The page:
Powering Progress: DE-CIST Project Sparks Inclusive Energy Communities in Rotterdam

How can AI technology contribute to a sustainable future? Dr. Rebecca Moody leads DE-CIST, a pioneering research project that classifies neighborhoods and buildings based on energy potential, with citizen input at its core. By integrating feedback, the project seeks to foster inclusive solutions, support grassroots energy initiatives, and facilitate connections between stakeholders in order to build resilient communities, reduce energy inequality, and pave the way for a more sustainable future. “Our goal is to develop a comprehensive solution, both technically and socially, that empowers citizens, communities, housing corporations, municipalities, and other stakeholders to efficiently and inclusively build and maintain an energy-sustainable future.”

How does the DE-CIST project use technology to gather different types of information to help make cities more energy-efficient

In the DE-CIST project, we integrate a diverse range of data sources, including social data, environmental indicators, air quality metrics, and building-specific data. By analyzing this comprehensive dataset, we aim to identify and prioritize energy efficiency measures. Our approach looks beyond mere energy savings; we also consider the socio-economic aspect of energy poverty, ensuring that our efforts have a meaningful impact on those who need it most.

What part of the project are you most proud of?

At this point in time, we haven’t yielded any definitive results. Nonetheless, we are very proud of our highly motivated and dedicated team members, each coming from diverse backgrounds. What sets our project apart is the integration of various disciplines that traditionally operate in isolation. Bringing together mathematicians, engineers, climatologists, sociologists, and public administration scholars is a unique aspect of our endeavor, and we believe it’s the key to our project’s success and makes us quite unique.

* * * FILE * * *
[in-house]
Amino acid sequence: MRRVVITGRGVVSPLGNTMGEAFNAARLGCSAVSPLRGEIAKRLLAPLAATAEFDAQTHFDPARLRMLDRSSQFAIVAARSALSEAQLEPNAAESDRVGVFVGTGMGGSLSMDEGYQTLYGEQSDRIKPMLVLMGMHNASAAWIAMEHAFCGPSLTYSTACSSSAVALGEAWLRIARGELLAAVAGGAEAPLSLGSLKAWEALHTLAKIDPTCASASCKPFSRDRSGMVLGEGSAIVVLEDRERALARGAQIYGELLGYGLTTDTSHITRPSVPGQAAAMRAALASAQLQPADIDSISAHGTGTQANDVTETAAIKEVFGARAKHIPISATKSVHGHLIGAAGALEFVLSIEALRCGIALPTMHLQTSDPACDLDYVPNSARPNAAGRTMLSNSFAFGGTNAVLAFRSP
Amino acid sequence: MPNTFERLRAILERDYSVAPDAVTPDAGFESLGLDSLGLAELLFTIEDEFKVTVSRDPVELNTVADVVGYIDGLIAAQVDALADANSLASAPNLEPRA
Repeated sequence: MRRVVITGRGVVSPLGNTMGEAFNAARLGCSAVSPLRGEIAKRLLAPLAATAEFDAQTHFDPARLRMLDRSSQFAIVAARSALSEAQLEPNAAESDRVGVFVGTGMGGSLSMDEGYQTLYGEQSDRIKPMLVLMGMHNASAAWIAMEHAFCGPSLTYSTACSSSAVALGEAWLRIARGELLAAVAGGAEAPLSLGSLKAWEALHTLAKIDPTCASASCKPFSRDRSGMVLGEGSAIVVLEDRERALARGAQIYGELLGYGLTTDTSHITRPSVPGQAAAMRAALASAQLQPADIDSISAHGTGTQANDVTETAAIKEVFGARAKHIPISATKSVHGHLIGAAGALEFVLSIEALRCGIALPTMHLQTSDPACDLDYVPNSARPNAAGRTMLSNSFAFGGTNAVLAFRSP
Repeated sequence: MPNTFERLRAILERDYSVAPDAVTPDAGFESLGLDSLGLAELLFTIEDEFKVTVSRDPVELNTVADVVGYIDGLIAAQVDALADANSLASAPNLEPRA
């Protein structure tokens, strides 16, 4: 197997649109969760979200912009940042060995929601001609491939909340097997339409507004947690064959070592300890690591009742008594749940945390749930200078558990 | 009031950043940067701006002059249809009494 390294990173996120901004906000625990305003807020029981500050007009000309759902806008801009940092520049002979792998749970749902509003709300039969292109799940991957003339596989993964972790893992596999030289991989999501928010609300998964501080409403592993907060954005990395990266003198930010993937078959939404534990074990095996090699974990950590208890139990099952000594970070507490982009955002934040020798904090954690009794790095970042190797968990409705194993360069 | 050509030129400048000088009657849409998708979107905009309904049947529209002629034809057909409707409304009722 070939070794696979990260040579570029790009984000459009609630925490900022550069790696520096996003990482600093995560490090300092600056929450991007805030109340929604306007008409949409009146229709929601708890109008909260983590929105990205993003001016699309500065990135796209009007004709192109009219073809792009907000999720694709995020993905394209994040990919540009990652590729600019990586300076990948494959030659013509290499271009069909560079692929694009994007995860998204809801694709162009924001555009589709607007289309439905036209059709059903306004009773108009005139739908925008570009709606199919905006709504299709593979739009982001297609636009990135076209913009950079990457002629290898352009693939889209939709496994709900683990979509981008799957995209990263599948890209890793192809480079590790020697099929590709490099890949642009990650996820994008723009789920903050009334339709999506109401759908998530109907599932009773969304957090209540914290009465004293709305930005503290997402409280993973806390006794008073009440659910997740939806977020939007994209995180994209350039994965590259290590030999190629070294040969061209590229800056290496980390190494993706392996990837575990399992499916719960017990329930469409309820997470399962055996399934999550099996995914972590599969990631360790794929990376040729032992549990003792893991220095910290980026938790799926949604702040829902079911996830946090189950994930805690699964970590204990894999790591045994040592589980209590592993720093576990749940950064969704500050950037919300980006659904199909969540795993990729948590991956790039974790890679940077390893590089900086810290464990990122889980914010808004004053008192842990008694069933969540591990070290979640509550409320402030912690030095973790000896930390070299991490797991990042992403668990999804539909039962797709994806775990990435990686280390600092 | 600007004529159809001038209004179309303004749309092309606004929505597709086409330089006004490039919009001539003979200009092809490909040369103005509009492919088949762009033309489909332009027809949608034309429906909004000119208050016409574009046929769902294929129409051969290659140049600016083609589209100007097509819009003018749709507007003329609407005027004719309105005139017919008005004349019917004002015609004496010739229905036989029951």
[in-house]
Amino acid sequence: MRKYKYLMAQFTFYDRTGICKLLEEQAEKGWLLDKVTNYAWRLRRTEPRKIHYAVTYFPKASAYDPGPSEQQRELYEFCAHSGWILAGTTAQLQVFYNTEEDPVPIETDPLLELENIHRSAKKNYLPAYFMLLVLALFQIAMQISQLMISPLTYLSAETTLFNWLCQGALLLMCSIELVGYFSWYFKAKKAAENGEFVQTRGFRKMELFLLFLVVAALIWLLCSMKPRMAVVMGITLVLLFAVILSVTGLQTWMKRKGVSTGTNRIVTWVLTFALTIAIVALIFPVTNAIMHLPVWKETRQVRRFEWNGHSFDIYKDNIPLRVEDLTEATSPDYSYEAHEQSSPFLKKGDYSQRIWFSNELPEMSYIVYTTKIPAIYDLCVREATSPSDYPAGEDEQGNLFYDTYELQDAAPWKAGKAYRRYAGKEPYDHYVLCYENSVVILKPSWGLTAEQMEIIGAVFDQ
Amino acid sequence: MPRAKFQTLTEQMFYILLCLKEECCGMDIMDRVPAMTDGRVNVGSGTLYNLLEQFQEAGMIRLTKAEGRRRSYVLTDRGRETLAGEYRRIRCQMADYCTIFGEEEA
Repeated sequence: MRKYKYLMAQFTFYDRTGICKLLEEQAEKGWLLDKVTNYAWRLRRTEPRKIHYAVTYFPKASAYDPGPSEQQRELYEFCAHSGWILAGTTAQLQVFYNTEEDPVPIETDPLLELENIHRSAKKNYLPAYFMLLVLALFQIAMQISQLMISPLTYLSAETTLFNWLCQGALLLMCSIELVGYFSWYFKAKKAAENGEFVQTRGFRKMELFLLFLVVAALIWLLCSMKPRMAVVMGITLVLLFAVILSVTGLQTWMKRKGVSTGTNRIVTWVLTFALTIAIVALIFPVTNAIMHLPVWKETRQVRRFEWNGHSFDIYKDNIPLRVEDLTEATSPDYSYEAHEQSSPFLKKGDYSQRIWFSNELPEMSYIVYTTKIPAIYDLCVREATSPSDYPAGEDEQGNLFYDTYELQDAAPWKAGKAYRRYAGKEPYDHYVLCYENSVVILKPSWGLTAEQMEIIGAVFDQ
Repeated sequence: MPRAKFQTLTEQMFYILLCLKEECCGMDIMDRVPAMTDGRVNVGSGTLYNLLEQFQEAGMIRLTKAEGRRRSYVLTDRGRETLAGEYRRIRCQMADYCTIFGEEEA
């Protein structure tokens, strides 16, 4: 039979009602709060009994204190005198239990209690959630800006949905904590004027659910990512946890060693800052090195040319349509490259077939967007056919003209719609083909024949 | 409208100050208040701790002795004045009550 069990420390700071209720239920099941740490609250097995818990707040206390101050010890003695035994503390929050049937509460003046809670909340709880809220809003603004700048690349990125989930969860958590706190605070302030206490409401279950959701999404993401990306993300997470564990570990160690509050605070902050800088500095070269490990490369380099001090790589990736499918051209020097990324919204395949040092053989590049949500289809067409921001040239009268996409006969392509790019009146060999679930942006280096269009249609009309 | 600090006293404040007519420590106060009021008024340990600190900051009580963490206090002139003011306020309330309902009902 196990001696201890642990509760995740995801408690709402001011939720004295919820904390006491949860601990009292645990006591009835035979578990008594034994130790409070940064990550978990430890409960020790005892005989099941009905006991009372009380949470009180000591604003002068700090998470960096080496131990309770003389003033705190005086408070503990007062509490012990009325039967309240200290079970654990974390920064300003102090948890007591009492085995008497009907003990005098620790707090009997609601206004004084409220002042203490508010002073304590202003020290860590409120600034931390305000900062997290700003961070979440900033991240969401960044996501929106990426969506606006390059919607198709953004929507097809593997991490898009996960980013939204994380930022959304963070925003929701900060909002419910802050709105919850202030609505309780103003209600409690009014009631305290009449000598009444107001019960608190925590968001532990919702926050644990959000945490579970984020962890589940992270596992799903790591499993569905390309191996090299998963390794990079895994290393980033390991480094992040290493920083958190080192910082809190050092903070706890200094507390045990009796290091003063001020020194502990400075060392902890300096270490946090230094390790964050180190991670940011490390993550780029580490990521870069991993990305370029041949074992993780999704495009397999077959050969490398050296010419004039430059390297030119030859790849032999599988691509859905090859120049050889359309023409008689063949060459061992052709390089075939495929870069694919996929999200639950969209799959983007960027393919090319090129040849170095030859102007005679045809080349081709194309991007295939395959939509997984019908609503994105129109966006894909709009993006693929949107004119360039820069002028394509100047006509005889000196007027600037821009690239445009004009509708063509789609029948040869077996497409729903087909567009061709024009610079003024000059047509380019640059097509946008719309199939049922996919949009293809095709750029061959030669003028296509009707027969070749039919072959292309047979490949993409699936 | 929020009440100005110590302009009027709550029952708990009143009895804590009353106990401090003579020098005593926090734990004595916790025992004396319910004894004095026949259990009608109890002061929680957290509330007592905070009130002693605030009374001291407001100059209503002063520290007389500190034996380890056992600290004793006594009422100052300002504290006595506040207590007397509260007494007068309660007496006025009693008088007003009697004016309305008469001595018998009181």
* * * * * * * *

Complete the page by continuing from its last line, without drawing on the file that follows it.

How do you involve citizens, communities, researchers, and governments in co-creating solutions for energy sustainability? And how does the project make sure everyone can use the information to make things fairer?

We’ve already conducted interviews with stakeholders to gather their valuable input, insights, and concerns regarding the project and their expectations for the tool. At this point, our focus has shifted towards engaging citizens directly. We’re actively reaching out to residents in the pilot areas of Rotterdam, establishing connections, and involving them in the project. As for ensuring universal access to the information, that’s a challenge we’re still working to address.

How does the DE-CIST project plan to connect different stakeholders to facilitate an inclusive and efficient approach to building and maintaining an energy-sustainable future?

Through the organization of focus groups, we’re actively fostering connections and collaboration among stakeholders, citizens, the city of Rotterdam, and scientists. We aim to harness diverse perspectives and expertise, working collectively towards a future that is inclusive, equitable, and prosperous for all members of our community.

More about the DE-CIST Project

On June 28th, the DE-CIST project launched in Rotterdam, spearheaded by Dr. Rebecca Moody (EUR) and a consortium including Erasmus University Rotterdam (EUR), Technical University Delft, Institute of Housing and Urban Development Studies (IHS), Resilient Delta Initiative, the Erasmus Centre for Data Analytics, and the City of Rotterdam. Supported by a 1 million Euro grant from Google.org through ICLEI Europe’s Action fund 2.0, DE-CIST aims to gather data on individual buildings, integrating it with meteorological, air quality, emission, and socio-economic data.